Time for change

What’s ahead: Major developments, a new mayor and a probable interest rate increase

From left: Mayor Bill de Blasio, 107 West 57th Street and a rendering of Seward Park
From left: Mayor Bill de Blasio, 107 West 57th Street and a rendering of Seward Park

Last year was a historic one for New York City real estate, with price records shattered and the luxury market on fire.

Hedge funder Bill Ackman and a group of investors reportedly paid more than $90 million for a unit at Extell Development’s luxury condo tower One57. If the sale closes at that price, it will set a record for the most expensive Manhattan condominium.

With a new mayor and a slew of luxury condos coming to the market, what can we expect this year? Read on for a look at some key issues.

Interest rate jitters

Speculation that the Federal Reserve could begin to wind down its signature easy-money program has renewed buyers’ sense of urgency to take advantage of historically low rates before the cost of borrowing shoots up.

The interest rate for a 30-year fixed-rate loan is currently hovering around 4.6 percent, but experts predict rates could reach as high as 6 percent this year.

Over the past few months, there’s been an uptick in buying—which was already going strong, despite the relative lack of inventory—as interest rates have inched up, said Jordan Roth, a senior branch manager at GFI Mortgage Bankers, a residential mortgage provider in Manhattan.

“If rates had stayed where they were in the first part of 2013, buyers might have stayed on the sidelines,” he said. “Now, we’re seeing people get into the game.”

The de Blasio agenda

Many people are watching to see which of Mayor de Blasio’s real estate-related issues he raised on the campaign trail gets tackled first.

More affordable housing is likely on the way: On the mayor’s agenda is mandatory inclusionary zoning, which would change the rules on affordable housing for developers.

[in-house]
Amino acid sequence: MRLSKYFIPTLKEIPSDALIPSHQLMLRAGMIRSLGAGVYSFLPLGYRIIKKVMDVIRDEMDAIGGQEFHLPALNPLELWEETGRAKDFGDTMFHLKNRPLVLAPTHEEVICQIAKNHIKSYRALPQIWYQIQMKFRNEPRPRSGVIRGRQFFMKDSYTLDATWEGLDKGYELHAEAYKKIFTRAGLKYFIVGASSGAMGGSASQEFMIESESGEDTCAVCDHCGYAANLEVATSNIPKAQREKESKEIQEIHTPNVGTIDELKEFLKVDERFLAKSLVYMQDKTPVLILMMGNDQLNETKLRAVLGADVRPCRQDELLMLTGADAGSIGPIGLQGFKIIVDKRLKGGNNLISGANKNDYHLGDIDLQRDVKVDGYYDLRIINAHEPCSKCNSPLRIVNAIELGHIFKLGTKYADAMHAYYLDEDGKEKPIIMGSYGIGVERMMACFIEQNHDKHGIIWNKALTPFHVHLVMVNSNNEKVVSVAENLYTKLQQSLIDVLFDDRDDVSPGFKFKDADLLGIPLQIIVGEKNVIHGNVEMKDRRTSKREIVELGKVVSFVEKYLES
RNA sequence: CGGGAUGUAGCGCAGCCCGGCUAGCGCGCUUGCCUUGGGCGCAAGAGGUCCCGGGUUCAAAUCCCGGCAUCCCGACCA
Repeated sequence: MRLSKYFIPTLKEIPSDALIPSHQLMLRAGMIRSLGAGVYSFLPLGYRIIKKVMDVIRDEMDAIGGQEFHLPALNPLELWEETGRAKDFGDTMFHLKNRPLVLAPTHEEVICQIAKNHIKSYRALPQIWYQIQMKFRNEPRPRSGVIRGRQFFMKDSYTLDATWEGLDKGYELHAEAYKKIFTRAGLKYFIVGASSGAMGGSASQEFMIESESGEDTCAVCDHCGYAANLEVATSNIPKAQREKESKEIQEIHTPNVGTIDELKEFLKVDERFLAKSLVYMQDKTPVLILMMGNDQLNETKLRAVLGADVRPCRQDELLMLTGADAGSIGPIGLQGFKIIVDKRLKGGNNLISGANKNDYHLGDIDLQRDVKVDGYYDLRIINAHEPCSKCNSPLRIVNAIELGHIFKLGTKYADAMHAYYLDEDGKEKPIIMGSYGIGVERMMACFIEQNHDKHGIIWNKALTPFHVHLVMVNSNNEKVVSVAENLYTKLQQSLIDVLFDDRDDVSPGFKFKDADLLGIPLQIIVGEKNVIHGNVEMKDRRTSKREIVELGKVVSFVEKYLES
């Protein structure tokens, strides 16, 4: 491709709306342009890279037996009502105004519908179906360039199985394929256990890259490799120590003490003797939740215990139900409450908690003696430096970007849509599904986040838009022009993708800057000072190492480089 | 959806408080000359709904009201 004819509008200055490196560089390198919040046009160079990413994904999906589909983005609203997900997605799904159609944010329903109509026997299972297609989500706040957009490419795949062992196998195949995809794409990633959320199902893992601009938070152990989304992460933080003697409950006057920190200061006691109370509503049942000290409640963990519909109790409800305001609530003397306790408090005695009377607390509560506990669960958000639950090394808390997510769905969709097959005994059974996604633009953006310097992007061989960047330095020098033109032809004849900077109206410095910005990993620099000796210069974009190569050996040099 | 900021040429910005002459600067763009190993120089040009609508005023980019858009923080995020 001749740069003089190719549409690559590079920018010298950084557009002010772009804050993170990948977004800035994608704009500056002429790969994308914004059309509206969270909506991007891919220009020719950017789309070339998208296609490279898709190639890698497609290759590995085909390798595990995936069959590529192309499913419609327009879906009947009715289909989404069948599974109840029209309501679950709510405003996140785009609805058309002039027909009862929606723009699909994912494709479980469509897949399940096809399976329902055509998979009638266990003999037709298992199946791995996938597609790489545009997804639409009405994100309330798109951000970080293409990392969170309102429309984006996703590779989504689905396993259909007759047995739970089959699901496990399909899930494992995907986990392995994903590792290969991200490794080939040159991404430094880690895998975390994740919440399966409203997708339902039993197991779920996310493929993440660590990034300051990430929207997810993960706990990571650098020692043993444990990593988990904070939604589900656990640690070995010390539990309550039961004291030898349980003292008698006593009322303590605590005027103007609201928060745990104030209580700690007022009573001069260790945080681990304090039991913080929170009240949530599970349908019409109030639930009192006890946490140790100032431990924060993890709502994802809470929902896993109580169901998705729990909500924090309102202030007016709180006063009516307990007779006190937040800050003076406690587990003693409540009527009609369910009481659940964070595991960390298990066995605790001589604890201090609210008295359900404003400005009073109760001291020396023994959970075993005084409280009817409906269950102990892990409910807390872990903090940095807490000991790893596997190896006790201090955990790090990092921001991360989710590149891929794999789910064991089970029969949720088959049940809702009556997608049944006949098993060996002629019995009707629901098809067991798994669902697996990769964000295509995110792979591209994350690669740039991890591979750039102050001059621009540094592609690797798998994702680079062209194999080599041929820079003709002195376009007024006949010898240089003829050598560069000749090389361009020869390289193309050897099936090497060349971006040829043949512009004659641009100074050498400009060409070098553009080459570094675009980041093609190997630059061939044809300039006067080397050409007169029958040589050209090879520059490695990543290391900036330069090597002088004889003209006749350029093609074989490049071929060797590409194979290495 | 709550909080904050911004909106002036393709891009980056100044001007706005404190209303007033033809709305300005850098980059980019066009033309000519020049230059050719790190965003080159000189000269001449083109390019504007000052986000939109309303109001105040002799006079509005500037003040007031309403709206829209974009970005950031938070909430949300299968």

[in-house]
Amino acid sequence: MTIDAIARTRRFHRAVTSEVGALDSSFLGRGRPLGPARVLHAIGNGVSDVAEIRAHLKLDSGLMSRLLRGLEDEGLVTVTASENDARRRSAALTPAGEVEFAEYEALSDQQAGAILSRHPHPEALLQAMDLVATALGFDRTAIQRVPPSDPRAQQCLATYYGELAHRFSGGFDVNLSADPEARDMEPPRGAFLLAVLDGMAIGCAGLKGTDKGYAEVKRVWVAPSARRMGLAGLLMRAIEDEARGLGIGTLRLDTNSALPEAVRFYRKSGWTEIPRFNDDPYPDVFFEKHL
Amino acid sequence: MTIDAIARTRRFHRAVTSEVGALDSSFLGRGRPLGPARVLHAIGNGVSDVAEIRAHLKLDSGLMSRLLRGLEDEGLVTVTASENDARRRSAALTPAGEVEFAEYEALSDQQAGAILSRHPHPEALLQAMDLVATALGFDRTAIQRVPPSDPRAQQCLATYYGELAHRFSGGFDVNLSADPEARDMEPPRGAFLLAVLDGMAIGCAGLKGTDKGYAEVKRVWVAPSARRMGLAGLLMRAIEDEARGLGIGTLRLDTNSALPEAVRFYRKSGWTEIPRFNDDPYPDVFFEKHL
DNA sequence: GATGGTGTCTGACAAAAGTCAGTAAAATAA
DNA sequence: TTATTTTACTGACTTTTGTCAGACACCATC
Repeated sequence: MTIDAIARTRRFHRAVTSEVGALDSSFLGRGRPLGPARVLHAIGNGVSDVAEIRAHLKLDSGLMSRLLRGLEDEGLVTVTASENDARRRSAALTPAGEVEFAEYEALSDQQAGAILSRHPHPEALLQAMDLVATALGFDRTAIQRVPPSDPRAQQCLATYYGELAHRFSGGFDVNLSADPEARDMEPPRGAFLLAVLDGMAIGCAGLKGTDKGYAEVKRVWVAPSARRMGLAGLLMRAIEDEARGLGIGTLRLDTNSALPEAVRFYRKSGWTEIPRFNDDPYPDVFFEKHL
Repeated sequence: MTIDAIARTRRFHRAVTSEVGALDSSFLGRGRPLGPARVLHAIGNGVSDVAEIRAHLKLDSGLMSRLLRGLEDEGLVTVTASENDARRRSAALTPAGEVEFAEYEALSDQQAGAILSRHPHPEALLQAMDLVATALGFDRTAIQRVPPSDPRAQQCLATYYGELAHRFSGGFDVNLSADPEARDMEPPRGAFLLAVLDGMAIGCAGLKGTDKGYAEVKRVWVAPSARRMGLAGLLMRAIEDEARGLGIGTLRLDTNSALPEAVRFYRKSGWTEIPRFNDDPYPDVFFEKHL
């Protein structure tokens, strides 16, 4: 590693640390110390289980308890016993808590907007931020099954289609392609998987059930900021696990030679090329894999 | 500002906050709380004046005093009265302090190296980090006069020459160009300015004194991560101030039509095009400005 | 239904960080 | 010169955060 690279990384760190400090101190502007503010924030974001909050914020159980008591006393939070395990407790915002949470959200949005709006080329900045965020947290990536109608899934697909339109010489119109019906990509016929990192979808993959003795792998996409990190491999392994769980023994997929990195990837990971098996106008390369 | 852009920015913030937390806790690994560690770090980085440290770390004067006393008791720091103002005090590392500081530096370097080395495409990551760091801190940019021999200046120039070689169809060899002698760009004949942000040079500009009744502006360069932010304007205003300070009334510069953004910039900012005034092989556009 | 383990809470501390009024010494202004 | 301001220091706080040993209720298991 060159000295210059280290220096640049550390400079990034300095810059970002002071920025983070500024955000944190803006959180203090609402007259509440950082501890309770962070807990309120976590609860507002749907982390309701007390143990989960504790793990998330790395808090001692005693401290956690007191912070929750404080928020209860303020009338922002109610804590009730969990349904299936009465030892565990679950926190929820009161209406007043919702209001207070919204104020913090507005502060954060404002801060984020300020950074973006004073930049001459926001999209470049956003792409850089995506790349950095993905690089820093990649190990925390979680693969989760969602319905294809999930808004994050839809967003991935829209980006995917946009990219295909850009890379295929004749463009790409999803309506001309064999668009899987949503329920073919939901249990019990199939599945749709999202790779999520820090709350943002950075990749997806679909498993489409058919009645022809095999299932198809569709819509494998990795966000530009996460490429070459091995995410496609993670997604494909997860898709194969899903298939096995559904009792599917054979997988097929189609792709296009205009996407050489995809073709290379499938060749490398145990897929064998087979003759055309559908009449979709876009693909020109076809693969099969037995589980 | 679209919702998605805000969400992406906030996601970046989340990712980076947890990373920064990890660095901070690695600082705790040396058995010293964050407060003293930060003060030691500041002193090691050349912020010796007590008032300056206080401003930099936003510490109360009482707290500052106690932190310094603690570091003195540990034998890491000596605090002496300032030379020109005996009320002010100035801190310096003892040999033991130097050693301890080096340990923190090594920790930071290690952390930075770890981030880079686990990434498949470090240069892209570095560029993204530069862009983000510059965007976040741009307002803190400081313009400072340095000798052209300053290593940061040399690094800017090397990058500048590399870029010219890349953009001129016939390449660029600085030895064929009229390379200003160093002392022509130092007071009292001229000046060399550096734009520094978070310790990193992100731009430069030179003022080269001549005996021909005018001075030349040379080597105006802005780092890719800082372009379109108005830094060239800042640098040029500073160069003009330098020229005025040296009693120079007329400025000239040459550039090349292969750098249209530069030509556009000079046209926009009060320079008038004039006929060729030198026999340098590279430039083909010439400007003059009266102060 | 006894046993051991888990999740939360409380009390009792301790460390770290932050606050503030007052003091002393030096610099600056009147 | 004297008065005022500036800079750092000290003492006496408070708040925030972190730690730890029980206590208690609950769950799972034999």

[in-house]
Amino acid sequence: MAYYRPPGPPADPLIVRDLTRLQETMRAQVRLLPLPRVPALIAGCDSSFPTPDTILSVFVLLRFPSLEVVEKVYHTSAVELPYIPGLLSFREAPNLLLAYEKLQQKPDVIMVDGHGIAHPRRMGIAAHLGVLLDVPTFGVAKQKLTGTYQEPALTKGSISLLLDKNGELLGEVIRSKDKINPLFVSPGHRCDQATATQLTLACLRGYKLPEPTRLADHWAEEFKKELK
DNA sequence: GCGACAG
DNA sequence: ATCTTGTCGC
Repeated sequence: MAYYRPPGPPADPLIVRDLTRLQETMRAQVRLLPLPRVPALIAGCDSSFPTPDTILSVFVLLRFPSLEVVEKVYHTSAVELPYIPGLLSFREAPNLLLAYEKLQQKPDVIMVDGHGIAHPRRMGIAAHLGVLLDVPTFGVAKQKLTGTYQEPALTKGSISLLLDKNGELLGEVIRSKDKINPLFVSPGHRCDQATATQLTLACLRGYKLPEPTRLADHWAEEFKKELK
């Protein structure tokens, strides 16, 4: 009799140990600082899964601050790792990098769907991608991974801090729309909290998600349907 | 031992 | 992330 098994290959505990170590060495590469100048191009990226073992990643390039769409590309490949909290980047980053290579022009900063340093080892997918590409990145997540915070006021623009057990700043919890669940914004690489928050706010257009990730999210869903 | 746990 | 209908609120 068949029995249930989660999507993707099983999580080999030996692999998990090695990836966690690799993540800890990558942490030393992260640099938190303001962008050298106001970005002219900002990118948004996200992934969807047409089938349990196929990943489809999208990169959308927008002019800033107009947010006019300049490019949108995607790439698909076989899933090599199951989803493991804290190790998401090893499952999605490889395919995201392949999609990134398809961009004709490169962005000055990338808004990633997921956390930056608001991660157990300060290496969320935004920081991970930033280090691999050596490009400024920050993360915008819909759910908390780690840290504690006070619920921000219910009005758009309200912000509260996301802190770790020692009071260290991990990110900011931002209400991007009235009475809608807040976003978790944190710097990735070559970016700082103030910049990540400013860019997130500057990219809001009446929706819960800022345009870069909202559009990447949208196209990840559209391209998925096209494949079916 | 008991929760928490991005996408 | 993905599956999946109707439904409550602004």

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At the moment, many residential projects are planned as 80/20 buildings—a program through which developers receive tax-exempt financing in exchange for making 20 percent of their units affordable—though de Blasio may change that ratio for new residential developments.

The condo concern

Luxury super-towers One57 and 432 Park Avenue hogged headlines last year. Now we’ll see if the batch of high-end projects conceived in the wake of those two high-profile condos can survive.

“Developers are looking at those projects as benchmarks, but they’re on a different playing field,” said Shaun Osher, CEO of real estate brokerage CORE, who predicts that new units coming to market with exaggerated price tags will linger. “Buyers are not going to be foolish.”

Among the most anticipated projects set to go up in Midtown is JDS’ so-called “skinny” tower at 107 West 57th Street, which is slated to rise to 1,350 feet, and the 1,423-foot glassy skyscraper Extell is building at 225 West 57th Street.

The renewal of Seward Park

Big changes are coming to the Lower East Side, which will see a 1.65-million-square-foot, mixed-use project in and around Seward Park, slightly north of East Broadway.

The six-acre site is the largest swath of undeveloped city-owned land in Manhattan below 96th Street. The project will include 1,000 units of housing (half of which must be permanently affordable) as well as a 15,000-square-foot open space, a school, a community center, 250,000 square feet of office property and a mix of retail spaces.

“Smart people are buying in the area before this is built,” said Stephen Kliegerman, president of Halstead Property Development Marketing. “This is potentially the most exciting mass new development to happen in the city. You’re going to see values in that area jump by 50 percent over the next five years.”

Other large-scale projects to watch: South Street Seaport, the World Trade Center site and Hudson Yards, which is rising on the far West Side.